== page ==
Saturday, September 3, 2022

Max Misses Out On History Again

Max Scherzer pitching to Joey Meneses in the first inning. Photo by Jason Schott.


On Saturday night at Citi Field, Mets starter Max Scherzer was attempting to win the 200th game of his career for the third time, and once again, he came up short,  and got a no-decision as his old team, the Washington Nationals, beat the Mets 7-1.

Scherzer gave up a home run to the second batter of the game, Luis Garcia, and then he got some nifty defense. In the second inning, Cesar Hernandez singled, and then was caught stealing. In the next inning, Garcia came up with two on base and one out and popped one up to shortstop that Francisco Lindor let drop in front of him, so he threw to third base to get the lead runner out, and Eduardo Escobar fired back to second to complete the double play, just a good ol' 6-4-5 double play.

The Mets tied it in the bottom of the third when Escobar hit a solo shot, the second straight night he homered, and his 14th dinger of the season. That was all the Mets could get off Nationals starter Patrick Corbin. (more on him later)

Scherzer then retired the Nationals in order in the fourth and fifth inning, and notched three strikeouts. 

Surprisingly, Scherzer did not come back for the sixth inning. His final line read: 5 innings pitched, 3 hits, 1 run (earned), 1 walk, 5 strikeouts, and he threw only 67 pitches, with 43 of them strikes.

"He probably could have continued to pitch, but just didn't think it was a good idea," Mets Manager Buck Showalter addressed Scherzer's early exit after the game. "He had some left side fatigue that he didn’t want to push through. He didn't ask to come out, Max is never going to do that, just feedback and stuff, what was going on, just didn't think it was a good idea to push it, hopefully he'll make his next start...

"Max is very good about understanding the big picture. He's as good as it gets, that's why he's done the things he's done, as far as knowing himself and knowing where it is. I'll say it again, he didn't have to come out of the game. He's very frank about what he's thinking and feeling, and we reacted to what a really good pitcher that knows himself said. I'm able to have that communication all year, and it's worked out pretty well, and tonight was a good example of that."

Scherzer still had a lot of superlatives to his start. His five strikeouts on the night pushed him past the 150-K mark in a season for the 13th time in his career, tied with his old Detroit Tigers teammate Justin Verlander for the eight-most such seasons all-time.

In his first 10 home starts as a Met, Scherzer has a 1.67 ERA (earned run average), the best of any pitcher in that span (minimum 50 innings pitched). He also has 76 strikeouts in those first 10 starts at Citi Field, which ranks third behind Dwight Gooden (87) and Nolan Ryan (82).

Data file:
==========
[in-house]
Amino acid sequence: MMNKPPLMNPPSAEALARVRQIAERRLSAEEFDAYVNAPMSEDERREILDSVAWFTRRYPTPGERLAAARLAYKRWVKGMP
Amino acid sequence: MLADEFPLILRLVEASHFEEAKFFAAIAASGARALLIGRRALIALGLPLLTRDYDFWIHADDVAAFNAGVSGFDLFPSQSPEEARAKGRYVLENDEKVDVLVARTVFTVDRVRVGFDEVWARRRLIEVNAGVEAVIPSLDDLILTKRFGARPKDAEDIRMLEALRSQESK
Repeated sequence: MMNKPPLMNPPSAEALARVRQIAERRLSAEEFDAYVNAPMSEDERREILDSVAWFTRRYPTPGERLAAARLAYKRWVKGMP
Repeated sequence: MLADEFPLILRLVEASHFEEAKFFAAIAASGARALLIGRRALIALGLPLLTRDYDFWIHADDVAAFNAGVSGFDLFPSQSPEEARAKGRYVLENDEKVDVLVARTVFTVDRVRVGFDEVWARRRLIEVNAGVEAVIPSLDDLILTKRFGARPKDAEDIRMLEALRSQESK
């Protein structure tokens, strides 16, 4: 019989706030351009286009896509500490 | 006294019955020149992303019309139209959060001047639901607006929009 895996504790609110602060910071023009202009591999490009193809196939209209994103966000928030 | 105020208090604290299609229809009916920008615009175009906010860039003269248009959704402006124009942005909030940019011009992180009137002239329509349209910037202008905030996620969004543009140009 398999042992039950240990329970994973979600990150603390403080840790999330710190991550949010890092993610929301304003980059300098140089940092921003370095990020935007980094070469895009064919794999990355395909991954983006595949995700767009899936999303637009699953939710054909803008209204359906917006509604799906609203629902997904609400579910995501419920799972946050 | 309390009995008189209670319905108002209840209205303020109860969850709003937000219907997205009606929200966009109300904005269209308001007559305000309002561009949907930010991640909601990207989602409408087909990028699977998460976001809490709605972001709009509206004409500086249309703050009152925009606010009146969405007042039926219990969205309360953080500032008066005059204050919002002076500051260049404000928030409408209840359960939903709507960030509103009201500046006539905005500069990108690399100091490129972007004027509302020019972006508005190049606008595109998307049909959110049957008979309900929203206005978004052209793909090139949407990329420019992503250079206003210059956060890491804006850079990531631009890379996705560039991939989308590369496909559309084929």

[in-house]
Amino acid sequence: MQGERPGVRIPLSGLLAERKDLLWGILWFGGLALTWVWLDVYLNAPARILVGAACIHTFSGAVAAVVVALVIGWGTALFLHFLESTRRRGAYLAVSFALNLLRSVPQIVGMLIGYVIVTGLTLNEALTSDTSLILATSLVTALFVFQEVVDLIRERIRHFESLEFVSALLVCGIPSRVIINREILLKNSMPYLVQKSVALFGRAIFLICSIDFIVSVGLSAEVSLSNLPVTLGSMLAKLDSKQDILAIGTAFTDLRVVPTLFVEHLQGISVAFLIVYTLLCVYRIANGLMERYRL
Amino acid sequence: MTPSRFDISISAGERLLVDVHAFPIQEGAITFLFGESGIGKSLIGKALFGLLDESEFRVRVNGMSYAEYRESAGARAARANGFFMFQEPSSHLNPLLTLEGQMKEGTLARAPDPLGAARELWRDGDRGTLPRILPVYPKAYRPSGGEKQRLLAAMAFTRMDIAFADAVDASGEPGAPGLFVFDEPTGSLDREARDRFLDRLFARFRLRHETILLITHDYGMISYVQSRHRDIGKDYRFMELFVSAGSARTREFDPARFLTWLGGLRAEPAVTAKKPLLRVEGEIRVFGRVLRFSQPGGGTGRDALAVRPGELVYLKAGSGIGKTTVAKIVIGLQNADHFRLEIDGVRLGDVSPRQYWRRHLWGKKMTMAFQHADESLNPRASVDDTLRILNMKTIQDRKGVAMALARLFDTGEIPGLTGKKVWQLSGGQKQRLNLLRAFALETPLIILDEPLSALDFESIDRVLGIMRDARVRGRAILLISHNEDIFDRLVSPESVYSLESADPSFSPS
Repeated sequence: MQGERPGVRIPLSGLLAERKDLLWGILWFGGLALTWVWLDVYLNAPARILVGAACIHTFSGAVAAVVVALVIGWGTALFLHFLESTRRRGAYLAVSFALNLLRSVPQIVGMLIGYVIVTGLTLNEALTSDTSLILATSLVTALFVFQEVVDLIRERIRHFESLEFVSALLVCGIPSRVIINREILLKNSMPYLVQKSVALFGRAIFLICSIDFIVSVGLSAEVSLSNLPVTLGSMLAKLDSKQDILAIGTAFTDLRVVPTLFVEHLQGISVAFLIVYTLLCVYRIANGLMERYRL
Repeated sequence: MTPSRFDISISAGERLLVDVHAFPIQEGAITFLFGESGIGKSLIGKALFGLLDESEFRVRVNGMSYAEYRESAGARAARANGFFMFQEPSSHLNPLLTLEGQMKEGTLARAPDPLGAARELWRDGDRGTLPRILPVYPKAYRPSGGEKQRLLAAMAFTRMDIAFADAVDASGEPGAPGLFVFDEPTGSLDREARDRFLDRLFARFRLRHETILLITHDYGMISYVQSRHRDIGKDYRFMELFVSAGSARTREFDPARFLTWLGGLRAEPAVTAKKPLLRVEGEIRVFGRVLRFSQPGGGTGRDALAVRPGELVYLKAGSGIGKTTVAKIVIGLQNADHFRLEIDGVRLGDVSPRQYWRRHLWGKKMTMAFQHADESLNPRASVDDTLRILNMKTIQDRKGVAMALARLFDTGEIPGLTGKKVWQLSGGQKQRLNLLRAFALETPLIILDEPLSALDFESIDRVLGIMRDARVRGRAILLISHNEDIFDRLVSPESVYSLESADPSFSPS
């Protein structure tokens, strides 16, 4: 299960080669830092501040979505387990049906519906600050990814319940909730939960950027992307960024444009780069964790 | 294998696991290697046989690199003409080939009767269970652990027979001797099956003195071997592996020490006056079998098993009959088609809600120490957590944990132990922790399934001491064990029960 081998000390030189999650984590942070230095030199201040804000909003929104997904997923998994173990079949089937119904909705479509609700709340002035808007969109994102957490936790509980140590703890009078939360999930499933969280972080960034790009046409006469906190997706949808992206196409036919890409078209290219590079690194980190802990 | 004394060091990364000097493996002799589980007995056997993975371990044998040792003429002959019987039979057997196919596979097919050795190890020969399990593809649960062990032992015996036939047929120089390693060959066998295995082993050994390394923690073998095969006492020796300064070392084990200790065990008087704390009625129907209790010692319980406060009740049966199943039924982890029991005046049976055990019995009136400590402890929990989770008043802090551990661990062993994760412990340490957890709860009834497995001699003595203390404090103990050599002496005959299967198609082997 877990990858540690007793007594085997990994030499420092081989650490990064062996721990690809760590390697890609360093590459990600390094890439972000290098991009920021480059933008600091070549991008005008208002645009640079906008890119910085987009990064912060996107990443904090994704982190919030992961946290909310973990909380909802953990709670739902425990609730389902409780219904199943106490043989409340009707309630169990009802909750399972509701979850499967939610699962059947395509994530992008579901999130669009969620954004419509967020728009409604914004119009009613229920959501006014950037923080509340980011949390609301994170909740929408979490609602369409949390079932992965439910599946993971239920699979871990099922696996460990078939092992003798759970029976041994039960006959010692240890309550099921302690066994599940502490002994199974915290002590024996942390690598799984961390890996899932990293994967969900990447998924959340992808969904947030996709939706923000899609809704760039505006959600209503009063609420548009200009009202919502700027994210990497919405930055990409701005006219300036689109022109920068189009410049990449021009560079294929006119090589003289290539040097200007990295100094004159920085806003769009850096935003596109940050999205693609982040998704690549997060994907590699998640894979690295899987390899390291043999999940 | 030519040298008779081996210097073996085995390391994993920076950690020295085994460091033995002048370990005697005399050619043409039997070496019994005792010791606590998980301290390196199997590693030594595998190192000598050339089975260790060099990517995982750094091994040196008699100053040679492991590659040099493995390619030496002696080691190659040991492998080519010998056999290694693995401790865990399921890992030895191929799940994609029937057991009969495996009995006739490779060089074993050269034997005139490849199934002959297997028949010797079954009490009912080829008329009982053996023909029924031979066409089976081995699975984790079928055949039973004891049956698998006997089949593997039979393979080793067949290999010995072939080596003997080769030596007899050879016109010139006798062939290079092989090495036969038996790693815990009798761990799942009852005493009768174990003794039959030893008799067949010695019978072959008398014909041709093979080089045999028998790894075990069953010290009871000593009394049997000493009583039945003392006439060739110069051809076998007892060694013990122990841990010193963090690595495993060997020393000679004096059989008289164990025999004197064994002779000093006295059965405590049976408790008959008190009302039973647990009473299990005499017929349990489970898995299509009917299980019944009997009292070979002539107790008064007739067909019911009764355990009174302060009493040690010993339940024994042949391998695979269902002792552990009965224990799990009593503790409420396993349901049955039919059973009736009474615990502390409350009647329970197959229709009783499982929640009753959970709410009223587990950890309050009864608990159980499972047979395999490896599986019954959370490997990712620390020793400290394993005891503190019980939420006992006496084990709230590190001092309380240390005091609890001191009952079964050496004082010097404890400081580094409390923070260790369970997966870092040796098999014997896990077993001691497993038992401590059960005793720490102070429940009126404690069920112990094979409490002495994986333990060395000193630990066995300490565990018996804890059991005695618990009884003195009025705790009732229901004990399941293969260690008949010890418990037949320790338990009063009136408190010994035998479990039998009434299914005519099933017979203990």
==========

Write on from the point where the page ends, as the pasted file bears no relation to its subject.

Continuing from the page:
Scherzer’s record remains at 9-4, with a 2.26 ERA (32 ER/127.2 IP). The ERA is the best all-time by a Mets pitcher through their first 20 games with the team (minimum 100.0 IP). He also has a 0.92 WHIP (walks and hits per innings pitched), which is the second-best in that span, behind Pedro Martinez’s 0.85.

Corbin continued to stifle the Mets, as he went seven innings, and kept it a 1-1 game. He only allowed that one run (the Escobar homer) on three hits and a walk, with five strikeouts.

Patrick Corbin pitching to Eduardo Escobar in the fifth inning. Photo by Jason Schott.

After Tommy Hunter pitched a scoreless sixth, after working around a Lane Thomas single and a Garcia double, and Joely Rodriguez kept Washington off the board in the seventh, the Mets turned to Adam Ottavino for the eighth.

The big right-hander, who has become arguably the most reliable arm out there not named Edwin Diaz, gave up a home run to Thomas with one out, and that made it 2-1 Nationals.

The Mets had a big chance in the bottom of the eighth inning against Carl Edwards, Jr., as Escobar drew a walk, and was erased in a force out hit into by Brandon Nimmo for the second out. Starling Marte kept it alive with an infield single, giving them two runners on for Francisco Lindor, and he popped out to shortstop to end the inning.

The Nationals took advantage of a thin Mets bullpen in the ninth, as they put up five runs against Adonis Medina, who was making just his 14th appearance of the season, to make it 7-1. The Mets were forced to bring in Bryce Montas de Oca, who they called up on Saturday when Trevor May went on the injured list, to get  the final two outs, including his first Major League strikeout.

Corbin got the win for Washington, improving to 6-17 on the season, and lowering his ERA (earned run average) from 6.56 to 6.28.

"We couldn't get anything mounted anything offensively. We had opportunities, we couldn't cash them in," Showalter said. "We had a couple chances there...We just didn't score any runs. Corbin's coming off a good outing, been pitching well lately, I thought that was as good as I've seen him. He had command, and a little extra crispness to his stuff tonight." 

The Mets' record drops to 85-49, and they saw their National League East lead drop to two games, as the Atlanta Braves (83-51) beat the Miami Marlins, 2-1.

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